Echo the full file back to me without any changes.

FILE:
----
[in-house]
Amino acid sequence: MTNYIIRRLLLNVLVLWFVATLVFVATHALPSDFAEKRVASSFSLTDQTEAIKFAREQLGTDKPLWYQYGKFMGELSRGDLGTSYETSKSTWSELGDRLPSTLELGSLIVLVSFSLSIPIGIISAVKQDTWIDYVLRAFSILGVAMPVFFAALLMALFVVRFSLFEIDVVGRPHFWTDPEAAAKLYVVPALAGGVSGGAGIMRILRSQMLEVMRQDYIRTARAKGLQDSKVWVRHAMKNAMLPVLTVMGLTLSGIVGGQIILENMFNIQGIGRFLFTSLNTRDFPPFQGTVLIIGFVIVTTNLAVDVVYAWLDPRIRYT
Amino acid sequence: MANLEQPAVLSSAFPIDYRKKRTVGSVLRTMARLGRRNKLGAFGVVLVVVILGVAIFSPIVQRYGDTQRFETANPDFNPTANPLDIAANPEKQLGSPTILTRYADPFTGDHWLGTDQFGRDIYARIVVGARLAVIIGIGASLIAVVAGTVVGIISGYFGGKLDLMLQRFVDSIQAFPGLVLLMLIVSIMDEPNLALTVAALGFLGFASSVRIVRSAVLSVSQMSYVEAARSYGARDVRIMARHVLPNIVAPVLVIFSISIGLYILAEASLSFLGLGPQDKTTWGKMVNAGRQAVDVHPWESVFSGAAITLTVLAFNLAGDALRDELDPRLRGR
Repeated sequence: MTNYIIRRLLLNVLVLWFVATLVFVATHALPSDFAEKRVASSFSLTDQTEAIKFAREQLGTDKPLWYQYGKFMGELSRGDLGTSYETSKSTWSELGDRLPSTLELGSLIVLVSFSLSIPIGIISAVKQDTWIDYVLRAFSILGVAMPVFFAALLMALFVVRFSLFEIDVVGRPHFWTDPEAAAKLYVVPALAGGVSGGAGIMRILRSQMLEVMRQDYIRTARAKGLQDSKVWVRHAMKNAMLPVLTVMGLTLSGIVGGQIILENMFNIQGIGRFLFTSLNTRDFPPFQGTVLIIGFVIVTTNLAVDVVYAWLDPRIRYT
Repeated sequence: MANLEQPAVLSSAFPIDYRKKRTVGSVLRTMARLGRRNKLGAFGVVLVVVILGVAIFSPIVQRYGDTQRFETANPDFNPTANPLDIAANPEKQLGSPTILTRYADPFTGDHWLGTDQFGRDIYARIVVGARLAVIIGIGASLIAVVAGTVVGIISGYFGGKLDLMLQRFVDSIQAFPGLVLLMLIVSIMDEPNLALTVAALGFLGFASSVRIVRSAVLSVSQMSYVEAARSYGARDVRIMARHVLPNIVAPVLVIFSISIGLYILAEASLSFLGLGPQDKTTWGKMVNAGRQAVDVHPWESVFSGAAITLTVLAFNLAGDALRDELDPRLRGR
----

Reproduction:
[in-house]
Amino acid sequence: MTNYIIRRLLLNVLVLWFVATLVFVATHALPSDFAEKRVASSFSLTDQTEAIKFAREQLGTDKPLWYQYGKFMGELSRGDLGTSYETSKSTWSELGDRLPSTLELGSLIVLVSFSLSIPIGIISAVKQDTWIDYVLRAFSILGVAMPVFFAALLMALFVVRFSLFEIDVVGRPHFWTDPEAAAKLYVVPALAGGVSGGAGIMRILRSQMLEVMRQDYIRTARAKGLQDSKVWVRHAMKNAMLPVLTVMGLTLSGIVGGQIILENMFNIQGIGRFLFTSLNTRDFPPFQGTVLIIGFVIVTTNLAVDVVYAWLDPRIRYT
Amino acid sequence: MANLEQPAVLSSAFPIDYRKKRTVGSVLRTMARLGRRNKLGAFGVVLVVVILGVAIFSPIVQRYGDTQRFETANPDFNPTANPLDIAANPEKQLGSPTILTRYADPFTGDHWLGTDQFGRDIYARIVVGARLAVIIGIGASLIAVVAGTVVGIISGYFGGKLDLMLQRFVDSIQAFPGLVLLMLIVSIMDEPNLALTVAALGFLGFASSVRIVRSAVLSVSQMSYVEAARSYGARDVRIMARHVLPNIVAPVLVIFSISIGLYILAEASLSFLGLGPQDKTTWGKMVNAGRQAVDVHPWESVFSGAAITLTVLAFNLAGDALRDELDPRLRGR
Repeated sequence: MTNYIIRRLLLNVLVLWFVATLVFVATHALPSDFAEKRVASSFSLTDQTEAIKFAREQLGTDKPLWYQYGKFMGELSRGDLGTSYETSKSTWSELGDRLPSTLELGSLIVLVSFSLSIPIGIISAVKQDTWIDYVLRAFSILGVAMPVFFAALLMALFVVRFSLFEIDVVGRPHFWTDPEAAAKLYVVPALAGGVSGGAGIMRILRSQMLEVMRQDYIRTARAKGLQDSKVWVRHAMKNAMLPVLTVMGLTLSGIVGGQIILENMFNIQGIGRFLFTSLNTRDFPPFQGTVLIIGFVIVTTNLAVDVVYAWLDPRIRYT
Repeated sequence: MANLEQPAVLSSAFPIDYRKKRTVGSVLRTMARLGRRNKLGAFGVVLVVVILGVAIFSPIVQRYGDTQRFETANPDFNPTANPLDIAANPEKQLGSPTILTRYADPFTGDHWLGTDQFGRDIYARIVVGARLAVIIGIGASLIAVVAGTVVGIISGYFGGKLDLMLQRFVDSIQAFPGLVLLMLIVSIMDEPNLALTVAALGFLGFASSVRIVRSAVLSVSQMSYVEAARSYGARDVRIMARHVLPNIVAPVLVIFSISIGLYILAEASLSFLGLGPQDKTTWGKMVNAGRQAVDVHPWESVFSGAAITLTVLAFNLAGDALRDELDPRLRGR